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Key Trends to Watch as Homes Go From Stand-Alone to Connected

The rise of smart home devices will affect consumers in products in ways you wouldn't expect -- the days of 'everything that works with everything' are coming to an end.

Apple just rolled out the most widely distributed home automation system the world has ever seen with its iOS 10 release, but did you even notice? Google is further maturing its Internet of Things platform and home automation protocol, but what does this mean for homeowners? Along the way, Amazon’s Echo and Alexa has added millions of new customers this holiday season, up more than 9x from this time last year.

Nearly every major professionally-monitored security player has entered the smart home market with millions of potential customers, potentially adding many more each year. The smart home is a rapidly expanding opportunity that requires responsible development.

Major manufacturers and startups alike wanted the promise of the smart home ecosystem to pull through demand. Turns out that view is upside down -- most major durable manufacturers see five to 15-year replacement cycles. As a result, adoption rates will be driven by two key variables:

1. Homeowners having more than one smart home device or appliance

2. Homeowners adopting and using an ecosystem platform to control these devices

In a small but growing set of cases, primarily in the professionally-monitored security market, the ecosystem drives the device/appliance decision. But, for millions of consumers, this road starts with a single purchase.

For example, in the power tool industry -- which has successfully implemented battery pack systems -- the old adage has been "tool buyers purchase a drill or a saw, not a system". Those early purchasers are in fact buying into a system on that first purchase. But that decision has low costs for switching early, and offers among the most popular brands and products are aggressive.

Roll that analogy forward: a cordless drill buyer adopts a wide array of tools and battery packs. As a result, the system switching costs have grown substantially. That’s what we’re seeing evolve in the smart home market today, with some very notable differences.

First, the smart home will not be sold by one brand -- or at least, not for a very long time. With wildly different categories like refrigerators, door locks, irrigation systems and thermostats, being a company that can connect devices isn't an extendable competency any more than being able to make a website in the .com era allowed startups to overrun large companies. As a result, security-related companies like Honeywell, Schlage and Chamberlain have to develop solutions responsibly and work with companies like Apple, Google, Amazon and Samsung along with new entrants like Nest, Rachio and Ring.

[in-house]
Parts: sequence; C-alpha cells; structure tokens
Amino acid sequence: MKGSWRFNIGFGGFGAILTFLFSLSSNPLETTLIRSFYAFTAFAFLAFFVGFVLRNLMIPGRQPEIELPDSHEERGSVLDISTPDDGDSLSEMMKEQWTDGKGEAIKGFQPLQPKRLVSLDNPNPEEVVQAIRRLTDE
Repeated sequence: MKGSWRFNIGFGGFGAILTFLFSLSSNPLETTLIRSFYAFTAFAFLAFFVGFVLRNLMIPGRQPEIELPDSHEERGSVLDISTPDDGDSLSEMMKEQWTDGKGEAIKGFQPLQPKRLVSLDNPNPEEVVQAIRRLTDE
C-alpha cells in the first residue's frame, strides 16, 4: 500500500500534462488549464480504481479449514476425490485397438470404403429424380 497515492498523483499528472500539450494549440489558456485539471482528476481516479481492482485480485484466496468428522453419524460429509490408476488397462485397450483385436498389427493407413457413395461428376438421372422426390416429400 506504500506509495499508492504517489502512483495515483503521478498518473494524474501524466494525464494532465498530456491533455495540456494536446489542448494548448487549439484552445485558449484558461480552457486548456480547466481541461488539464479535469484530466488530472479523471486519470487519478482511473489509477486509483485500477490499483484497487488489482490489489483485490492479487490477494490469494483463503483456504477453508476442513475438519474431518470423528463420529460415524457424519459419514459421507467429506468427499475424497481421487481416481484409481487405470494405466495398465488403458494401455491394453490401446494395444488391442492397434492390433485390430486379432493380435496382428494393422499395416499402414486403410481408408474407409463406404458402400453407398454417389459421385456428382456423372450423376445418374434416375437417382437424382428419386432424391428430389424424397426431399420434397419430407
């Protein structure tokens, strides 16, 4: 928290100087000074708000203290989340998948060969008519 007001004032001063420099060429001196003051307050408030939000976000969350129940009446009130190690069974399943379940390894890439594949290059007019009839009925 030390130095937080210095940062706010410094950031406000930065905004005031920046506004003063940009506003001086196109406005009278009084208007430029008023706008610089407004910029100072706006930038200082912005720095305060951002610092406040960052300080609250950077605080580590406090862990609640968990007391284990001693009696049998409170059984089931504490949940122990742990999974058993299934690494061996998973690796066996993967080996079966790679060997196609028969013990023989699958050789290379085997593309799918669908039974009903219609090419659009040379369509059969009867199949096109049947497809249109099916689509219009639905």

Second, manufacturers and ecosystem developers must design purpose-driven experiences. The days of "everything that works with everything" are coming to an end. Sure, for interoperability tools, having a system that is simple by design is one that has few rules. But safe and secure systems that work reliably do so by the constraints they place on users, not hoping users will be thoughtful enough to do so themselves.

Simplicity starts with user stories, journey maps and how people use devices and appliances, not with Wi-Fi, Bluetooth or any other protocol. For a smart home marketplace to truly emerge, key players are going to need to embrace constraints as much as they embrace opening up. Both are possible with thoughtful design. Starting narrow and widening is an approach Amazon Echo showed can work -- don’t over promise but do deliver consistently.

Third, testing across multiple devices in real-home environments is critical and will take time, money and resources, and will be a necessity for stand-alone devices and ecosystems alike. What is working for the highest-rated connected devices and appliances is what will also work for ecosystems: end-to-end system testing that includes edge cases and failing gracefully.

Even the web/apps market has moved away from the once-loved "Beta" badge as consumers' expectations have risen beyond a small trial to products and systems that work. Investments in time have a lot of competing substitutes, and buying into a durable product requires an investment of installation and set-up, along with mastery of digital features.

In the insightful book on ecosystems, The Wide Lens, we learn that co-innovation risk can turn great ideas into ones that are very challenging to successfully implement. To succeed, tight rings of networked companies will need to emerge that seek to solve specific problems by narrowly defining solutions and driving those innovations to market.

In conclusion, the fast-moving promise of connected home technology must be tempered with the measured, careful work of responsible development. Device manufactures and ecosystem developers are responsible for balancing the enthusiasm of homeowners for new technologies with the realities of creating products that deliver safe, secure and valuable connected experiences.

At Chamberlain, we attempt to balance leading the market with new innovations and partnerships with a narrow, thoughtful approach regarding integration and deployment. Like the industry around us, we are learning with each step.

TAGS: Security
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